What Happens When Florida Resident Dies Without A Will?

August 12, 2014

By DeLand Attorney Richard “Jake” Jackson

There is a common misconception that if you die without a Will, the State will take your property. That is not true. Another misconception is that you don’t need a Will unless you are very wealthy. Whether you need a Will or not depends on your particular circumstances, including your family composition, whether you have minor children, the type and amount of your material assets, and how your assets are titled.

A Will can accomplish many things: It directs who will inherit from your Estate and what they will receive; it can declare whom you wish to be Guardians of your children if there is no surviving parent; it can establish a Trust with restrictions on how theshare of a Beneficiary (a person named in the Will to receive a portion of the estate) will be handled and at what point that share will be distributed to the Beneficiary; it designates who will be the Personal Representative (the person named in the Will who will have the responsibility for administering the Estate); it can express your wishes regarding funeral and burial arrangements; and it can make a personal statement to those who survive you.

If you are a Florida resident and you die without a Will, Florida Law provides what will happen to your property. This is called the Law of Intestate Succession, and it is found in Chapter 732 of the Florida Statutes. If you have a surviving spouse, that spouse will be entitled to either ALL or HALF of your Estate assets that are subject to distribution. If you have no surviving descendants, or if all of your surviving descendants are also descendants of your spouse and your spouse has no other descendant, then your spouse will be entitled to ALL. If you have any surviving descendant who is not a descendant of your spouse, your spouse is entitled to HALF and your descendants are entitled to HALF. If you have one or more surviving descendants, all of whom are descendants of your spouse, and your spouse has any descendants who are not your descendant, then your spouse is entitled to HALF and your descendants are entitled to HALF.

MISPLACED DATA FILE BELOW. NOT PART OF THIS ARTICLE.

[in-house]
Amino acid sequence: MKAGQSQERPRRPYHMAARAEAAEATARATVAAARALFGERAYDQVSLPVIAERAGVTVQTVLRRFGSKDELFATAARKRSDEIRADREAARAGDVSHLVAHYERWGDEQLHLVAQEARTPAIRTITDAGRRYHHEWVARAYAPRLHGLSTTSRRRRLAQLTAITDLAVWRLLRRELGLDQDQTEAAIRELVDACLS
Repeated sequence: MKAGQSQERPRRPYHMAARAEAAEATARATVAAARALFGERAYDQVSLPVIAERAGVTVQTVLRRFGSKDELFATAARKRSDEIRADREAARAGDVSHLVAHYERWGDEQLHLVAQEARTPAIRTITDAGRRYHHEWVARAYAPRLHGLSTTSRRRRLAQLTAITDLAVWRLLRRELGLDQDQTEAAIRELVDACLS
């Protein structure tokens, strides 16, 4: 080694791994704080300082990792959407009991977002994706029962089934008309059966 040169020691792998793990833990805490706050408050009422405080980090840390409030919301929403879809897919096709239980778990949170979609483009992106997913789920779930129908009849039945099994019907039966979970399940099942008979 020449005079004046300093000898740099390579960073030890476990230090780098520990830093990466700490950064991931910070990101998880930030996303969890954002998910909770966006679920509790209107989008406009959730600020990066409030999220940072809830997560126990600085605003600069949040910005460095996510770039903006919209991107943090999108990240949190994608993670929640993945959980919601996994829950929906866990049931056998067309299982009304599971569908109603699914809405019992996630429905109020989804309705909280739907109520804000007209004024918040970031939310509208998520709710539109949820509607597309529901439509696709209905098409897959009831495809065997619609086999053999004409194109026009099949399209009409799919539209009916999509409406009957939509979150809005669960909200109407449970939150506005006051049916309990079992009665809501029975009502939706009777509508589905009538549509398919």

If you do not have a surviving spouse, then your Estate assets that are subject to distribution will go to your descendants. That means that distribution will be made to your children in equal shares. If any of your children died before you and they have surviving descendants, their descendants will receive the share that they would have been entitled to.

If you have no surviving spouse and no surviving descendants, then your Estate assets that are subject to distribution will go to your other surviving relatives: your parents, or the descendants of your parents (your brothers and sisters, nieces and nephews, and so on); or your grandparents, or the descendants of your grandparents (your aunts and uncles, cousins, and so on). If you have no surviving kindred (grandparents or their descendants), then the distribution would be made to the kindred of your last deceased spouse.

It is only if you have no surviving spouse, no surviving kindred, and no deceased spouse’s surviving kindred, that your Estate would be distributed to the State. The legal term for this is “escheat.” Florida’s Escheat Law is found at Section 732.107 of Florida Statutes.

If you die without a Will and you have minor children, if the other parent dies or becomes incapacitated then a Court will have to decide who will be the Guardians for the children. Without a Will that gives your preferences, the Court may have to guess what you would have wanted if there are competing claims for who should be appointed. When each child reaches 18 years of age, he or she will be entitled to receive his or her entire share of the Estate with no restrictions. If you had a Will, you could have directed that some or all of the child’s share would be distributed when the child reaches a later age, graduates college, or upon some other event.

If you have any questions about Wills, Trusts, Estate Planning, or Probate, please contact the Law Office of Richard S. Jackson.Attorney Richard “Jake” Jackson has been serving the legal needs of the Central Florida community in Volusia County since 1985. Call for an appointment at (386) 738-1111. Office in DeLand, Florida.

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